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Feeding sugar beet byproducts to cattle

Greg Lardy and Rebecca Schafer Published on 24 January 2013
Farmer dumps a bucket of feed into a cow's trough

The north-central and western regions of the U.S. are important sugar beet-producing regions.

Minnesota, Idaho, North Dakota, Nebraska, Montana, California, Wyoming, Colorado and Oregon were all among the top 10 states nationally in sugar beet production in 2011.

Processing plants in these regions refine the sugar from the beets and produce large volumes of byproducts, which are useful feed ingredients for beef cattle producers.

Many producers are seeking alternative feeds to incorporate in their beef cattle diets and still meet animals’ protein and energy requirements.

Producers have a variety of options to choose from in alternative feeds; however, the choice of those feeds depends on several factors, including availability and nutrient composition as well as storage and handling characteristics.

One possibility is to incorporate sugar beet byproducts into the diet.

A pile of sugar beets

Sugar beet processing

At the processing plant, foreign material, small beets and leaves are removed from the beets prior to processing.

This material is known as “sugar beet tailings,” which also is used as livestock feed.

The sugar beets are sliced into long strips called cossettes.

The cossettes are cooked in hot water to remove the sugar. This process is called diffusion.

At the end of the diffusion process, the hot water and sugar mixture is further processed into bulk or bagged sugar.

The cossettes are conveyed to a pulp press, which squeezes some of the water from the pulp to facilitate transportation.

Pulp that will be marketed as dry shreds or pellets is conveyed to a pulp dryer. The pulp dryer dries the pulp to approximately 10 percent moisture.

After drying, the pulp is pelleted to facilitate storage and transportation.

Molasses is produced during the refining process. The volume of molasses produced varies but is typically about 4 to 5 percent of the weight of the raw sugar beets.

Molasses is separated from the juice (which contains the sugar) through a series of centrifugation steps. Molasses contains 40 to 50 percent residual sugar.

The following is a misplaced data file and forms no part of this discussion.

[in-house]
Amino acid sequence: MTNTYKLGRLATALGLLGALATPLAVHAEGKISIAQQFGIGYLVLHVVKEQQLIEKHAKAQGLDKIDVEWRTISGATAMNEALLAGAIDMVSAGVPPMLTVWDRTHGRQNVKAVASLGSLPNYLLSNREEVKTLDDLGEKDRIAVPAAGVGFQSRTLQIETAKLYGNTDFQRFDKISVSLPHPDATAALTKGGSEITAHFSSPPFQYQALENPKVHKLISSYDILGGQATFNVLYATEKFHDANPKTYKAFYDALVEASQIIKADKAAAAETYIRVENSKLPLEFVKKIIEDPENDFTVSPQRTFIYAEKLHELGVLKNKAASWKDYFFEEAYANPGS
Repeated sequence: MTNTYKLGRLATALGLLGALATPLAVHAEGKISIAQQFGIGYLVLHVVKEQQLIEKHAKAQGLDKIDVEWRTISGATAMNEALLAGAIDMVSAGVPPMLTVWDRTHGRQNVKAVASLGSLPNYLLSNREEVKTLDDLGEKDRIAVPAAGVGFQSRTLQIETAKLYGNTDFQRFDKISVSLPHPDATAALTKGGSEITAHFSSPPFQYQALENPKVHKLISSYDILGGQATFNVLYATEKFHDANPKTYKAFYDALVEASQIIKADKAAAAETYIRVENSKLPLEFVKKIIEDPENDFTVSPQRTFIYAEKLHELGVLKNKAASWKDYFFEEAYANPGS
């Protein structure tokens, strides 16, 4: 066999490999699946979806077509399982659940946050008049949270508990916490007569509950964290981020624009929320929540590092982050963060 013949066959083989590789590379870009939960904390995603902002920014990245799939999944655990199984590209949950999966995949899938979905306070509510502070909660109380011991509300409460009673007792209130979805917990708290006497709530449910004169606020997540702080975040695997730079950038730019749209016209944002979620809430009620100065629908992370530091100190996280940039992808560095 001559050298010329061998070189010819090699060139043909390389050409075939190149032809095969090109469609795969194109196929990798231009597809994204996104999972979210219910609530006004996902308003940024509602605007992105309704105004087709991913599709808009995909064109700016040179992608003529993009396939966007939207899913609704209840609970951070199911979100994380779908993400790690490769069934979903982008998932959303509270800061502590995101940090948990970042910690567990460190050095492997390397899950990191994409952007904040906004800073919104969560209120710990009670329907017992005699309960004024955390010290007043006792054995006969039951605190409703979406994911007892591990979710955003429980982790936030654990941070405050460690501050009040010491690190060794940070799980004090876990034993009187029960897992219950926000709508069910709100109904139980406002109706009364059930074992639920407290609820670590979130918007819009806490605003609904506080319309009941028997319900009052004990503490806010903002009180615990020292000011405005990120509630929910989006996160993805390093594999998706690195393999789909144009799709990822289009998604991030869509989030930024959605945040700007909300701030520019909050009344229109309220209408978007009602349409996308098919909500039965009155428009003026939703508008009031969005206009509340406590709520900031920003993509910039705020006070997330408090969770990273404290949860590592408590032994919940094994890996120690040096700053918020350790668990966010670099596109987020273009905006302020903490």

Sugar beets

Occasionally, processors must dispose of whole sugar beets due to spoilage or excessively large crops. Whole beets can be fed successfully to cattle.

Whole beets are low in crude protein (6.8 percent) but high in energy (75 percent to 81 percent total digestible nutrients, or TDN).

If possible, whole beets should be broken up prior to feeding. Producers can utilize extended mixing times with a conventional mixer wagon to break up whole beets.

In addition, some producers report success using manure spreaders to spread whole beets on stubble or stalk fields and allowing cows access to the beets on the field.

Choking may be a potential problem when feeding whole beets.

Whole sugar beets also can be fed by chopping in a tub grinder or forage harvester to reduce the risk of choking.

Some producers have noted success by using a forage harvester to chop the beets prior to feeding.

Whole sugar beets can be chopped and ensiled as a storage method.

As with any ensiling process, good silage-making principles should be employed. These principles should include achieving the proper moisture level (typically 60 to 65 percent moisture is required).

Table 1: Effect of increasing level of pressed beet pulp and Concentrated Separator Byproduct in backgrounding rations on performance of steer calves

Beet pulp

Beet pulp can be used effectively as a supplement for gestating or lactating cows, as an ingredient in backgrounding diets or as a replacement for roughage in finishing diets.

Beet pulp is relatively low in crude protein (8 percent) but relatively high in TDN (72 percent).

Research conducted at NDSU indicates that wet beet pulp can be included at up to 40 percent of the diet (dry matter, or DM, basis) in backgrounding diets (see Table 1).

However, reductions in DM intake will occur at inclusions greater than 20 percent of the diet.

Table 2: Effect of increasing level of pressed beet pulp and Concentrated Separator Byproduct in finishing rations on performance of steer calves